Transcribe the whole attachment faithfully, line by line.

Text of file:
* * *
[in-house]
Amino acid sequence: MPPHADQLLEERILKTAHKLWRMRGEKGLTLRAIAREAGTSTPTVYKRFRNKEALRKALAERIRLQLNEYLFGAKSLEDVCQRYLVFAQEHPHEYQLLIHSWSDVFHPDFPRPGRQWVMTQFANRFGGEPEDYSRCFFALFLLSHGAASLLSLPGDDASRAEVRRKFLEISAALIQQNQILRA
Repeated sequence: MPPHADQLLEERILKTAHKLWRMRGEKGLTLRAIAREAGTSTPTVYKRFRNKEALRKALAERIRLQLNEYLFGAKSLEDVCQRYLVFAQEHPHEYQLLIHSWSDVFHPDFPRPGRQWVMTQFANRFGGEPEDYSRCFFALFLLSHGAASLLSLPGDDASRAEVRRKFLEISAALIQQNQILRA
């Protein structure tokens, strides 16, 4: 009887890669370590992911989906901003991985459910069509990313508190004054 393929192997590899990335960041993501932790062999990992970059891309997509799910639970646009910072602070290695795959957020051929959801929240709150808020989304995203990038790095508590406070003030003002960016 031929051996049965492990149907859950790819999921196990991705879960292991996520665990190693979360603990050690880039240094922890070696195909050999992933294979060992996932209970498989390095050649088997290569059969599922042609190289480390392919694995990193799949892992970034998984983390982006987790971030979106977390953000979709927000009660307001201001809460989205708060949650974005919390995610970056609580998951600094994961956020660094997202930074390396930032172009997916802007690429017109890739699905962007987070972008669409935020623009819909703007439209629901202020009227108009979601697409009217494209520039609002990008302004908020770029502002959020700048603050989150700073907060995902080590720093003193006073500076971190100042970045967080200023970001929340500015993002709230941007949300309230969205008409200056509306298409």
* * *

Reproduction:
[in-house]
Amino acid sequence: MPPHADQLLEERILKTAHKLWRMRGEKGLTLRAIAREAGTSTPTVYKRFRNKEALRKALAERIRLQLNEYLFGAKSLEDVCQRYLVFAQEHPHEYQLLIHSWSDVFHPDFPRPGRQWVMTQFANRFGGEPEDYSRCFFALFLLSHGAASLLSLPGDDASRAEVRRKFLEISAALIQQNQILRA
Repeated sequence: MPPHADQLLEERILKTAHKLWRMRGEKGLTLRAIAREAGTSTPTVYKRFRNKEALRKALAERIRLQLNEYLFGAKSLEDVCQRYLVFAQEHPHEYQLLIHSWSDVFHPDFPRPGRQWVMTQFANRFGGEPEDYSRCFFALFLLSHGAASLLSLPGDDASRAEVRRKFLEISAALIQQNQILRA
């Protein structure tokens, strides 16, 4: 009887890669370590992911989906901003991985459910069509990313508190004054 393929192997590899990335960041993501932790062999990992970059891309997509799910639970646009910072602070290695795959957020051929959801929240709150808020989304995203990038790095508590406070003030003002960016 031929051996049965492990149907859950790819999921196990991705879960292991996520665990190693979360603990050690880039240094922890070696195909050999992933294979060992996932209970498989390095050649088997290569059969599922042609190289480390392919694995990193799949892992970034998984983390982006987790971030979106977390953000979709927000009660307001201001809460989205708060949650974005919390995610970056609580998951600094994961956020660094997202930074390396930032172009997916802007690429017109890739699905962007987070972008669409935020623009819909703007439209629901202020009227108009979601697409009217494209520039609002990008302004908020770029502002959020700048603050989150700073907060995902080590720093003193006073500076971190100042970045967080200023970001929340500015993002709230941007949300309230969205008409200056509306298409």